How Might We Reimagine Master Schedules During Coronavirus Quarantine?

This post was originally published on https://learnercenteredleadership.blogspot.com/ on March 21, 2020.

Yesterday I had the privilege of connecting with educators across the country who are part of the Altitude Learning partnership network.  It is clear that as a broad educational community, we are still very much in the early phases of adjusting and adapting to Coronavirus school closures.  We are concerned about health and safety of ourselves, our families, our friends, our neighbors, and our communities.  Time and time again, I have schools serve as supportive and stabilizing forces during times of crisis.  We are being asked to do so again.

It was inspiring to hear the many stories of teams of educators coming together to make rapid adjustments, developing and implementing plans to support students and families during this unprecedented time.  Educators have done truly heroic work over the past few days and they have demonstrated incredible adaptability and creativity.  As is also common during a crisis, much of the effort is driven by commitment and adrenaline.  There is only so long that one can sustain this type of intensive work.

One of the teachers asked if any of the schools had developed the equivalent of a school master schedule to create some boundaries and structure that would help to frame expectations for students, families, and the educators as well.  While there have been many versions of the “daily schedule” from the perspective of a family that I’ve seen in the past week, the question from this teacher led me to think about what might be possible from a schoolwide in the current context.  As of this writing, approximately 53.7 million students are affected by school closures in the United States.  In these unprecedented times, how might we reimagine “master schedules” to expand learning opportunities?

First we should understand the constraints that typically drive the development of a school master schedule.  Start and end times are rigid, often determined by transportation logistics, considerations for afterschool activities and athletics, and the duration of the day is set by education code requirements for seat time minutes and/or collective bargaining agreements.  The number of teachers and the resulting “sections” are driven by formulas and the combination of staffing allocations and class size caps means that it becomes very difficult or impossible to offer courses with small numbers of students.  The length of each period is also predetermined and the net result is that there is often an equivalent amount of time in the schedule for each subject.  Teacher preparation and collaboration time adds more complexity to the process of balancing and optimizing the schedule.  Specialized classes, called “singletons” if there are only enough students to fill one section and “doubletons” if there are enough to fill two sections can’t be offered at the same time because they create conflicts for students.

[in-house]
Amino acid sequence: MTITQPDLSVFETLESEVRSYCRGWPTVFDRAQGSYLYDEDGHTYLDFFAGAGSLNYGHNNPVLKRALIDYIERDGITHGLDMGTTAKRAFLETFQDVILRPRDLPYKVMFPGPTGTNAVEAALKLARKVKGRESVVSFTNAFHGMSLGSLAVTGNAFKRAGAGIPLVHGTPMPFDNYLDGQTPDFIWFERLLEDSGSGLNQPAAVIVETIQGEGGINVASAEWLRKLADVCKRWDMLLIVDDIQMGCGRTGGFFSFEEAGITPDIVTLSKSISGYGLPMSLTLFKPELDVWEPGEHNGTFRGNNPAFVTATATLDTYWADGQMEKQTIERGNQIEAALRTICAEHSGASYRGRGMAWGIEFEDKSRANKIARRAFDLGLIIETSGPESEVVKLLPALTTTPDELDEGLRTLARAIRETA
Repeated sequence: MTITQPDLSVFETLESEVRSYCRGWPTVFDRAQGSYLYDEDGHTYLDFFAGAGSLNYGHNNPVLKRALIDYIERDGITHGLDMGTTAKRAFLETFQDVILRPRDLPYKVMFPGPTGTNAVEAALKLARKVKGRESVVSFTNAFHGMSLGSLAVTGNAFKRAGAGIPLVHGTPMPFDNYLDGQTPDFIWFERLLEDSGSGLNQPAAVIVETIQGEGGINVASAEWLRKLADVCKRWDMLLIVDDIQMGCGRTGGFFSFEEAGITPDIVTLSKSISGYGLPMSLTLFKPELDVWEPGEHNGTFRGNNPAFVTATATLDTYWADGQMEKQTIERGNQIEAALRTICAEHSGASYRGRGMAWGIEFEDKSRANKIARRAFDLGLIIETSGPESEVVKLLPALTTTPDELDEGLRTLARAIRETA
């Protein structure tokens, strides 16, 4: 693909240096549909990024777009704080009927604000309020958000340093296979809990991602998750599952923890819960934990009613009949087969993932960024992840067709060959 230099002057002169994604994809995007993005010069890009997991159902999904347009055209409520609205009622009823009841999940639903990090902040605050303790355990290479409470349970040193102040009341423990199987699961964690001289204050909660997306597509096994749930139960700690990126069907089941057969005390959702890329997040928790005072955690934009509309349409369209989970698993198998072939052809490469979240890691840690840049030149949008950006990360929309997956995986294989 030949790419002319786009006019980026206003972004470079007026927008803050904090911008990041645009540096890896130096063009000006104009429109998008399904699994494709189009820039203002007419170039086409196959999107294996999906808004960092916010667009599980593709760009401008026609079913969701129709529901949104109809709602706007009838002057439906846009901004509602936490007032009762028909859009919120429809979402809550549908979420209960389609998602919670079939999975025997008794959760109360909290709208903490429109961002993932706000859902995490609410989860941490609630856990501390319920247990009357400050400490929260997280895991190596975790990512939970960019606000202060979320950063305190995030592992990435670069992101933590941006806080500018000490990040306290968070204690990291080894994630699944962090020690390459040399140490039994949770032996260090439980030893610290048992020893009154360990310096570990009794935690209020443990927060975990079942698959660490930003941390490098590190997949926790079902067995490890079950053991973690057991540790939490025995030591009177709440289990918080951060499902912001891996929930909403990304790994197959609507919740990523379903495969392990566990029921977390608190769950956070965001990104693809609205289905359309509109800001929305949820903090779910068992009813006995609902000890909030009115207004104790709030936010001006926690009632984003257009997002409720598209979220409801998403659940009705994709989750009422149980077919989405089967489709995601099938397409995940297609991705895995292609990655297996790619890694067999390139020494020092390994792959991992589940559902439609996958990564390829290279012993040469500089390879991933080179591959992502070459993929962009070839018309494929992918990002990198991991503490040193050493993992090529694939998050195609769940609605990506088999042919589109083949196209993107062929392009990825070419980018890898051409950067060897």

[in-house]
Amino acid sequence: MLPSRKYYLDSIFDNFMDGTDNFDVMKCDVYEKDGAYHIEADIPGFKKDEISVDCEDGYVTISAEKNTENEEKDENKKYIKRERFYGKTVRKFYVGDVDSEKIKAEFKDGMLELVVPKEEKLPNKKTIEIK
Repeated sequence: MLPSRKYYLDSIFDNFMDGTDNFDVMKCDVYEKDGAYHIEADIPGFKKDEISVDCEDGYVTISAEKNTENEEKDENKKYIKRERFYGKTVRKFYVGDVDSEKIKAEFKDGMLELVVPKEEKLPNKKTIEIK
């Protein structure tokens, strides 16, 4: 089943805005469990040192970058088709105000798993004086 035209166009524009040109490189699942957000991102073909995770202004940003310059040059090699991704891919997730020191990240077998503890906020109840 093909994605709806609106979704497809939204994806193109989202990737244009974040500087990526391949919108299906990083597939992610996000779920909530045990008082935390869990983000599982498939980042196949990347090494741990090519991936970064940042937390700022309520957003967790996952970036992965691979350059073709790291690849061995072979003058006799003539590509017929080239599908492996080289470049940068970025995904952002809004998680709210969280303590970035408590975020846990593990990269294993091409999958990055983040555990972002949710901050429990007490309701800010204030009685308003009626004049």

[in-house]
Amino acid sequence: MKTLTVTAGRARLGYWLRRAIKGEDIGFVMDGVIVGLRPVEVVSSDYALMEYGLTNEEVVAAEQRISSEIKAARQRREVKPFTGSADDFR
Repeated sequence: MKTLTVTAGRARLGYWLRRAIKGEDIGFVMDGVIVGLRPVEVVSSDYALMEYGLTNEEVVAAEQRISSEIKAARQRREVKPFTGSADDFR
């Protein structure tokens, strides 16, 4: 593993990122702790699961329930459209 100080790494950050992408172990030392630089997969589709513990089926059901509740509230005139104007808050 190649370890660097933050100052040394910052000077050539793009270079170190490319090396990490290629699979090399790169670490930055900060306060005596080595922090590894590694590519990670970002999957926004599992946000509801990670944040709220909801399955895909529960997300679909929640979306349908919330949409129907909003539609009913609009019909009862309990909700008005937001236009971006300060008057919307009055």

The output of this combination of constraints is that it becomes very difficult to create schedules that meet the unique needs of individual learners.  Now, during the Coronavirus when we are innovating and implementing distance learning programs, most of those constraints are immediately gone.  The ability to provide both synchronous and asynchronous learning options means that the “school day” can start or stop at any time.  Availability of teachers is also going to be more varied as working parents devise creative ways to ensure supervision of their own children in their homes and I’m seeing many parents stagger their professional work schedules early in the morning or late in the evening.  That means that some teachers might now prefer to engage in their professional duties during times that are not commonly associated with a school day.